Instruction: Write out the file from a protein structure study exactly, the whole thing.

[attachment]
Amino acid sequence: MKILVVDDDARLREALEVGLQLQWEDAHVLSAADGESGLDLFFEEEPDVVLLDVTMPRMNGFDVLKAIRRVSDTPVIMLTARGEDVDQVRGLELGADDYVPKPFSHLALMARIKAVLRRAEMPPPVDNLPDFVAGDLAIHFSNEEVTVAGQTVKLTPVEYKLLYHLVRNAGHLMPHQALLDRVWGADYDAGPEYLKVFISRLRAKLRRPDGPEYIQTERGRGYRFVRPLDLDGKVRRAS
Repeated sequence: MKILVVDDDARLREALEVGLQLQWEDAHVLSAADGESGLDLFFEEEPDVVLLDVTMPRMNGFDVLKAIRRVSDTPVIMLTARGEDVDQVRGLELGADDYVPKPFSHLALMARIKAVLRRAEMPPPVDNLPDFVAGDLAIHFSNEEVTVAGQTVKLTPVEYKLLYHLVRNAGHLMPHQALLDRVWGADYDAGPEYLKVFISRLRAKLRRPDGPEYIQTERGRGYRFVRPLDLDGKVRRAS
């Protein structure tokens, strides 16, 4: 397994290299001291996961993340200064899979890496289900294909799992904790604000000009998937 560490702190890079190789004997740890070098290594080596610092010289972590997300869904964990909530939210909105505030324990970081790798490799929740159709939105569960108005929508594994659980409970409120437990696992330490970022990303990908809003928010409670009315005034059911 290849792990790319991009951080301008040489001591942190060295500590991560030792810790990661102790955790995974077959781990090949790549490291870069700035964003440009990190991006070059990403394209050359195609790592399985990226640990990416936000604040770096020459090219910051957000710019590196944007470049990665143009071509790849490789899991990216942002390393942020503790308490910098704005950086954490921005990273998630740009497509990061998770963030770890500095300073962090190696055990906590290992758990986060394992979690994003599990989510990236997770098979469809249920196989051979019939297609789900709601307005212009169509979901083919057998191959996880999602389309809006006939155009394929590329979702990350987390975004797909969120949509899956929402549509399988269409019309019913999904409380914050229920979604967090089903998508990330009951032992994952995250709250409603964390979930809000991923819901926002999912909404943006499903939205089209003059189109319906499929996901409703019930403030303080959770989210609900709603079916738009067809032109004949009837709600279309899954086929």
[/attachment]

Amino acid sequence: MKILVVDDDARLREALEVGLQLQWEDAHVLSAADGESGLDLFFEEEPDVVLLDVTMPRMNGFDVLKAIRRVSDTPVIMLTARGEDVDQVRGLELGADDYVPKPFSHLALMARIKAVLRRAEMPPPVDNLPDFVAGDLAIHFSNEEVTVAGQTVKLTPVEYKLLYHLVRNAGHLMPHQALLDRVWGADYDAGPEYLKVFISRLRAKLRRPDGPEYIQTERGRGYRFVRPLDLDGKVRRAS
Repeated sequence: MKILVVDDDARLREALEVGLQLQWEDAHVLSAADGESGLDLFFEEEPDVVLLDVTMPRMNGFDVLKAIRRVSDTPVIMLTARGEDVDQVRGLELGADDYVPKPFSHLALMARIKAVLRRAEMPPPVDNLPDFVAGDLAIHFSNEEVTVAGQTVKLTPVEYKLLYHLVRNAGHLMPHQALLDRVWGADYDAGPEYLKVFISRLRAKLRRPDGPEYIQTERGRGYRFVRPLDLDGKVRRAS
């Protein structure tokens, strides 16, 4: 397994290299001291996961993340200064899979890496289900294909799992904790604000000009998937 560490702190890079190789004997740890070098290594080596610092010289972590997300869904964990909530939210909105505030324990970081790798490799929740159709939105569960108005929508594994659980409970409120437990696992330490970022990303990908809003928010409670009315005034059911 290849792990790319991009951080301008040489001591942190060295500590991560030792810790990661102790955790995974077959781990090949790549490291870069700035964003440009990190991006070059990403394209050359195609790592399985990226640990990416936000604040770096020459090219910051957000710019590196944007470049990665143009071509790849490789899991990216942002390393942020503790308490910098704005950086954490921005990273998630740009497509990061998770963030770890500095300073962090190696055990906590290992758990986060394992979690994003599990989510990236997770098979469809249920196989051979019939297609789900709601307005212009169509979901083919057998191959996880999602389309809006006939155009394929590329979702990350987390975004797909969120949509899956929402549509399988269409019309019913999904409380914050229920979604967090089903998508990330009951032992994952995250709250409603964390979930809000991923819901926002999912909404943006499903939205089209003059189109319906499929996901409703019930403030303080959770989210609900709603079916738009067809032109004949009837709600279309899954086929």